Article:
Docs getting the message on their role in health disparities

According to an article in the recent edition of AM News, a survey has found that at least some docs are beginning to accept that they play a role in the disparity in the quality of care provided to minority populations. Some of the survey results from the article:

    The AMA Institute for Ethics surveyed nearly 2,000 primary care

    physicians about health care disparities. Among the findings:

    * 89% said they thought it was possible to provide high-quality

    care to all of their patients.

    * 88% cared for minority patients during their training "often" or

    "very often."

    * 87% cared for a patient within the previous month who did not

    speak English fluently.

    * 75% said they were in a position to make a difference in the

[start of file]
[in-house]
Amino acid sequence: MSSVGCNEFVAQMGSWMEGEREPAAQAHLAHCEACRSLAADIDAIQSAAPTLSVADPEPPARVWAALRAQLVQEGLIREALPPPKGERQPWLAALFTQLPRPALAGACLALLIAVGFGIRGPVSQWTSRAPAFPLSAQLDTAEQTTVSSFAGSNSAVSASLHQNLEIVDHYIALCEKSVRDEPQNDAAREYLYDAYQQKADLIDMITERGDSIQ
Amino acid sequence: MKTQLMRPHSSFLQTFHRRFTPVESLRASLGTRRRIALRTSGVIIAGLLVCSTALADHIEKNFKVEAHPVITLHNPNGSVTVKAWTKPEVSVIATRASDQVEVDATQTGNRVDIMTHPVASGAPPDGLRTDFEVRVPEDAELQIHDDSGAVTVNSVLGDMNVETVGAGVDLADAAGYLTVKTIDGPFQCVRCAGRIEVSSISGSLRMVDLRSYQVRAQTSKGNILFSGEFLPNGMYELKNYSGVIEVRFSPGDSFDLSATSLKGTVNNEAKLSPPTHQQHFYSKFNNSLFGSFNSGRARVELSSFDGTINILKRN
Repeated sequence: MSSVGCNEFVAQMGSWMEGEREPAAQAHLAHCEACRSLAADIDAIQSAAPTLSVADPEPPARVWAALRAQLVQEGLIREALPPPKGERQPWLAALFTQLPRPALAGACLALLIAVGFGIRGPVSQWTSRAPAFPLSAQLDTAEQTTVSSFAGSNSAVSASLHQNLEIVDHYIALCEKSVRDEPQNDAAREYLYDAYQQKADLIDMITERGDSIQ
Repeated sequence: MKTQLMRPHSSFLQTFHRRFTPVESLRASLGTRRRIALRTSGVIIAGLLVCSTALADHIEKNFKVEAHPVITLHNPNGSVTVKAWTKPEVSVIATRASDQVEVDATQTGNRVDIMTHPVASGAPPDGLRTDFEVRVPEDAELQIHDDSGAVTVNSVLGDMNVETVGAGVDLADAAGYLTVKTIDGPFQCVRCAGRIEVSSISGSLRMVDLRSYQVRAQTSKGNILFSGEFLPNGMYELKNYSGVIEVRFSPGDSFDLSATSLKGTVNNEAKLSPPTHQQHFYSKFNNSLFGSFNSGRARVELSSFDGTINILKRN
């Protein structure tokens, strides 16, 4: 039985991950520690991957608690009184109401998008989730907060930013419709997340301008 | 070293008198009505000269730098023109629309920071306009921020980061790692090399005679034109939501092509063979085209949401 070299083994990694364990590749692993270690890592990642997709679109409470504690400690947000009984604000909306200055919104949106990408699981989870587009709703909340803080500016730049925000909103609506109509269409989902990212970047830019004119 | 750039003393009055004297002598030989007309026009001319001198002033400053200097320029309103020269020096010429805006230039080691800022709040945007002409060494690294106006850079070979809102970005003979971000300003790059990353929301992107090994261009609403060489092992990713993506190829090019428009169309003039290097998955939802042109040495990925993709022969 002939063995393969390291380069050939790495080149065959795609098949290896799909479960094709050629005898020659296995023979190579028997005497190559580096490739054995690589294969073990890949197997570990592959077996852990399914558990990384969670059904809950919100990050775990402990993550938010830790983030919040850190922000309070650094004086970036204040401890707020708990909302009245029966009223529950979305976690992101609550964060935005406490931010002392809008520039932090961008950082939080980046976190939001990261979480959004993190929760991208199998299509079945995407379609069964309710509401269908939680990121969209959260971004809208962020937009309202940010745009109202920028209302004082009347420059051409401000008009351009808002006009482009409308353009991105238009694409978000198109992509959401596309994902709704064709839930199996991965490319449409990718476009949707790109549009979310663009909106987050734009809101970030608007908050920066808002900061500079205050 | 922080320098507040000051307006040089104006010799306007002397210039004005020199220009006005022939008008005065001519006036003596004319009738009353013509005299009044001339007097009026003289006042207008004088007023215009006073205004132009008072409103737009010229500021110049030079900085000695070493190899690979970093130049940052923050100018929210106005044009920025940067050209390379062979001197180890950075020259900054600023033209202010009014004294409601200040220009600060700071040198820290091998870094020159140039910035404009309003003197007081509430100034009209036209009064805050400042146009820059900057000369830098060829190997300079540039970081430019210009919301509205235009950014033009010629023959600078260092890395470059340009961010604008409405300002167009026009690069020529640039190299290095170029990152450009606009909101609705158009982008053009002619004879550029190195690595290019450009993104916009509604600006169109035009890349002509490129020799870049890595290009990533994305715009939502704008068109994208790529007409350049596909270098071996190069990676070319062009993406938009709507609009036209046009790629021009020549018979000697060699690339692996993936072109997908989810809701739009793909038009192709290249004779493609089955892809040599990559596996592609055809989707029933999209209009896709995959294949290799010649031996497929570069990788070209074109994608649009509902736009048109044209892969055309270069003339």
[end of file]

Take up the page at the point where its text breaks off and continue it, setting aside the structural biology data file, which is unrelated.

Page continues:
quality of care that minority patients receive.

    * 70% reported being well-informed about possible cultural

    differences between themselves and their patients.

    * 55% agree that minority patients generally receive lower quality

    care than white patients.

    * 50% worked with someone who had a special interest in improving

    the health of minority patients.

    * 41% said their curriculum included some classes specifically

    devoted to minority health issues.

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